Fall Sports and ACL Injuries
Soccer is a sport many youth participate in and continue through high school, and even into college. At a high level, it requires a lot of speed, agility and strength. Due to the intensity of the activity, injuries are common. Often times throughout their career soccer players may experience strained muscles, sprained ankles or concussions. However, due to the need for quick changes in direction and high probability of player to player contact, ACL injuries are often sustained.
An ACL injury can be treated surgically or non-surgically depending on the severity of the injury and the long-term activity goals of the athlete.
If surgical intervention is determined to be the best course of care by the patient and the surgeon, then physical therapy is essential in returning the athlete to their previous level of activity. PT can start as early as the week following surgery and emphasizes range of motion and quadricep activation. Quad and hip strength is essential for progressing into full weight bearing activities.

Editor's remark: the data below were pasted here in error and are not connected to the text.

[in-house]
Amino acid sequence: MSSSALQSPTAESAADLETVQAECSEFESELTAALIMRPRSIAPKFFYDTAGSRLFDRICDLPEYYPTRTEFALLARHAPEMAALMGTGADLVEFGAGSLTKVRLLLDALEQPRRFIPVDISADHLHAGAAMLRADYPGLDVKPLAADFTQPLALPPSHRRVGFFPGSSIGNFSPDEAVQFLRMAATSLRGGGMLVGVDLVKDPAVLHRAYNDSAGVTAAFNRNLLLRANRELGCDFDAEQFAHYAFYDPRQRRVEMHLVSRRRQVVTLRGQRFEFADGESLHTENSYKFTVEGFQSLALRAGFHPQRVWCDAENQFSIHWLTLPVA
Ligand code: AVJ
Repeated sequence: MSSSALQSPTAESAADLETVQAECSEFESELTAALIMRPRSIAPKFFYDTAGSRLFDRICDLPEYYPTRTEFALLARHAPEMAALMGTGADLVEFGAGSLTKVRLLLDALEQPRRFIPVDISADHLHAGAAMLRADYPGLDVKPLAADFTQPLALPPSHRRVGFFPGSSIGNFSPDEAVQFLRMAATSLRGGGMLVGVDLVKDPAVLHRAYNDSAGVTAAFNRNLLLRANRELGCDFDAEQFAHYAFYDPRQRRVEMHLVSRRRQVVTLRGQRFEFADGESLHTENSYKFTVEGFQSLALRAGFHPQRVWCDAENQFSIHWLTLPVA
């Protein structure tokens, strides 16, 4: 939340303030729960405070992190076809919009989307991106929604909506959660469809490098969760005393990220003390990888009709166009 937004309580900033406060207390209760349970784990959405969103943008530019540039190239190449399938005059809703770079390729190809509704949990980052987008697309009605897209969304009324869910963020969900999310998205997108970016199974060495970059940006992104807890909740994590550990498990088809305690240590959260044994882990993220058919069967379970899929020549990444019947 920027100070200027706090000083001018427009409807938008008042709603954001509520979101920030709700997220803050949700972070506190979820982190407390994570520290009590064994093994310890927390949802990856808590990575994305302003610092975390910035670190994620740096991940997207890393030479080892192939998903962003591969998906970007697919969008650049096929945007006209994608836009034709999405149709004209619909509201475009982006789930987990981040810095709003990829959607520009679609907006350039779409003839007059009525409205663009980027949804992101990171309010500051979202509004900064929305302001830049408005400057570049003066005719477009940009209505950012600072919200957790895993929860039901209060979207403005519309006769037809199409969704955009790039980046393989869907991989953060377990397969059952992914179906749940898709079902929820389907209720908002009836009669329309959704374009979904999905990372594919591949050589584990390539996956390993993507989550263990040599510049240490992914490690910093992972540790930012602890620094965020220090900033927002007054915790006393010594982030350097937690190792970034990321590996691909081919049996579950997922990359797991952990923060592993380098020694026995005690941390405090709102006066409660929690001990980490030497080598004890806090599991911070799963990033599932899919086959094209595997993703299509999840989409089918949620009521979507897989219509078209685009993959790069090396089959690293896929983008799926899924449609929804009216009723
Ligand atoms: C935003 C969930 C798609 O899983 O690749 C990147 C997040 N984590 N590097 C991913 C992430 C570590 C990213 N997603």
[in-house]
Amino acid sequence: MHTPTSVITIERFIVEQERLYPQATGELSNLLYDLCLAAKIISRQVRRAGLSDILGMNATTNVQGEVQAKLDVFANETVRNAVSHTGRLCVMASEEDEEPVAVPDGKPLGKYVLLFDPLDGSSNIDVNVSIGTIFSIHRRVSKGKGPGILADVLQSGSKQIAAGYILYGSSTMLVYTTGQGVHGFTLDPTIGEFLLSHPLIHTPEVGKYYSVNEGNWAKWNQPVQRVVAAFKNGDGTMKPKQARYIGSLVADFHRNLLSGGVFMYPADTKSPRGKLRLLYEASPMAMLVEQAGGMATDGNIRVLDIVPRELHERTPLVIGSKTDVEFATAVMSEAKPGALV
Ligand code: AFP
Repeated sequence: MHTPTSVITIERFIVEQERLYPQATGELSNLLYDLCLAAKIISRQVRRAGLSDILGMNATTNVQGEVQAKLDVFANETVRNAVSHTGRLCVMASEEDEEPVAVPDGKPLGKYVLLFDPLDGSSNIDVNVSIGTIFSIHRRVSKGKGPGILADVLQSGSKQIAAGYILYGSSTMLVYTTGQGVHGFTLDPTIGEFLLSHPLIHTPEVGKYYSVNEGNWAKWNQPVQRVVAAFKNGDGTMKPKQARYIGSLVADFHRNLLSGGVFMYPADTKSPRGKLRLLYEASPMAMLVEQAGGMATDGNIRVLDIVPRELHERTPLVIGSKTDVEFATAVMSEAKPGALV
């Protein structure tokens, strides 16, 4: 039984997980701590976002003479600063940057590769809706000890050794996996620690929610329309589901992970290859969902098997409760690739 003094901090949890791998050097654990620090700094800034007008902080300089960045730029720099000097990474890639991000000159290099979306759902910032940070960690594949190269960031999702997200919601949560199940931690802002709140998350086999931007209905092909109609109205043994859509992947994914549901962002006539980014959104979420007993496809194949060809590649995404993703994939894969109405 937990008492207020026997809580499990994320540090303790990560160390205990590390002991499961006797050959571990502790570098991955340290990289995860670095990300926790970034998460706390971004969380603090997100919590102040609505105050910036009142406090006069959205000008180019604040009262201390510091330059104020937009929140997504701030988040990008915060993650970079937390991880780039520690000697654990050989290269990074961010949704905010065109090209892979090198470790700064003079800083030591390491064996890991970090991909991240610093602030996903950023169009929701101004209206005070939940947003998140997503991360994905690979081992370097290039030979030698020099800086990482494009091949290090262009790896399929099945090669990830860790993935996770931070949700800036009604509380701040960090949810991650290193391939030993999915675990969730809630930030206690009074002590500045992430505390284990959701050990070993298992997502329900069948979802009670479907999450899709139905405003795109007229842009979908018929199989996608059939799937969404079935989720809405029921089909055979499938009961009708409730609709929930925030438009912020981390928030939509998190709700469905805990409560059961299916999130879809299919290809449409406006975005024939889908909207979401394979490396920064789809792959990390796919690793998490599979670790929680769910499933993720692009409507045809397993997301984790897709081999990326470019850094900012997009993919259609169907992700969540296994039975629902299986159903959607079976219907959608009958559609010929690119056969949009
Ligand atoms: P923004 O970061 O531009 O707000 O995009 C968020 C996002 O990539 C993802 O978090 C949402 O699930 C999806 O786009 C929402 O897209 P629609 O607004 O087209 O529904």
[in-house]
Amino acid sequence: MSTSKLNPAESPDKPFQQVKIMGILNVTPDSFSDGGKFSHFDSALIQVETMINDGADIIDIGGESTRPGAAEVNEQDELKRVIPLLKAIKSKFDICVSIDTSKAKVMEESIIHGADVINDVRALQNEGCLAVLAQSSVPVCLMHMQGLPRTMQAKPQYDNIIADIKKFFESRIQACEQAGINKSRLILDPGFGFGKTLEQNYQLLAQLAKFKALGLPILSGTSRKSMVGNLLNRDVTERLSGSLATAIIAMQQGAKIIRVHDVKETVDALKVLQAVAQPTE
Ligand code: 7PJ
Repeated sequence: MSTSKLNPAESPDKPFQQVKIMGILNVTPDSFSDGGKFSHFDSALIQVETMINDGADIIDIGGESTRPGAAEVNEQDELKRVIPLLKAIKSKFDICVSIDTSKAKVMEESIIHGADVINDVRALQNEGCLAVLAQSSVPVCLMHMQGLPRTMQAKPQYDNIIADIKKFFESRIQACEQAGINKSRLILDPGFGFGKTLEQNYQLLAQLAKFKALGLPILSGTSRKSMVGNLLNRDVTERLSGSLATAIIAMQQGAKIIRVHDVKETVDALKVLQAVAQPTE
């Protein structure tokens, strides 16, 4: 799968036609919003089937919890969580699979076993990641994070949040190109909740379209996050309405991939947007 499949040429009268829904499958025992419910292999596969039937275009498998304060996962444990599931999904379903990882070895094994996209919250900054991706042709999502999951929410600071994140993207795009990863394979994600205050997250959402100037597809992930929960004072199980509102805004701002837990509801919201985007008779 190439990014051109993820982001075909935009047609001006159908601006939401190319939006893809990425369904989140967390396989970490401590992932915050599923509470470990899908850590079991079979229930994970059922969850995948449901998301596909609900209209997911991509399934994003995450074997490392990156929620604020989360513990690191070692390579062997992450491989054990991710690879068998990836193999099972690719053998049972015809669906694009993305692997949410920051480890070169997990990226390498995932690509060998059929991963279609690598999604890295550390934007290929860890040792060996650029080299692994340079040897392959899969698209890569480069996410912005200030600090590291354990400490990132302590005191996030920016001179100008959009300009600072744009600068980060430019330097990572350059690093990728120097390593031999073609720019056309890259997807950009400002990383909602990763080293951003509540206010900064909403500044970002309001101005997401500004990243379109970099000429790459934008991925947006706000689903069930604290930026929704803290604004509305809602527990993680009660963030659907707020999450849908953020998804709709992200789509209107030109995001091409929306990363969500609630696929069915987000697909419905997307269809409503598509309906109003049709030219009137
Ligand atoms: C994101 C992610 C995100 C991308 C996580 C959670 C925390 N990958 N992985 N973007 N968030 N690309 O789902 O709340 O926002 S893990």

Depending on the surgical protocol, weight bearing activities will progress focusing on proper lower extremity mechanics and good motor control. Progression into more dynamic activities, including returning to running and introduction of agility drills will also be determined by the surgeon’s protocol and patient’s ability to perform them safely.
If the ultimate goal is to return to sport, proper tests and measures are in place to maximize the athlete’s ability to do so safely.
While participating in any sport has its risks, knowing that you have the ability to return to sport with proper medical management can ease the fear of sustaining them.
If you have recently sustained an injury or are worried you may be at risk for one, please contact our office and schedule an evaluation so we can assist you in determining your best plan of action for medical care or injury prevention.
All of our orthopedic board-certified physical therapists can perform an injury screen to determine your level of risk and assist you with exercises to help address your discovered deficits.
Maddy Bosek, DPT,OCS, ATC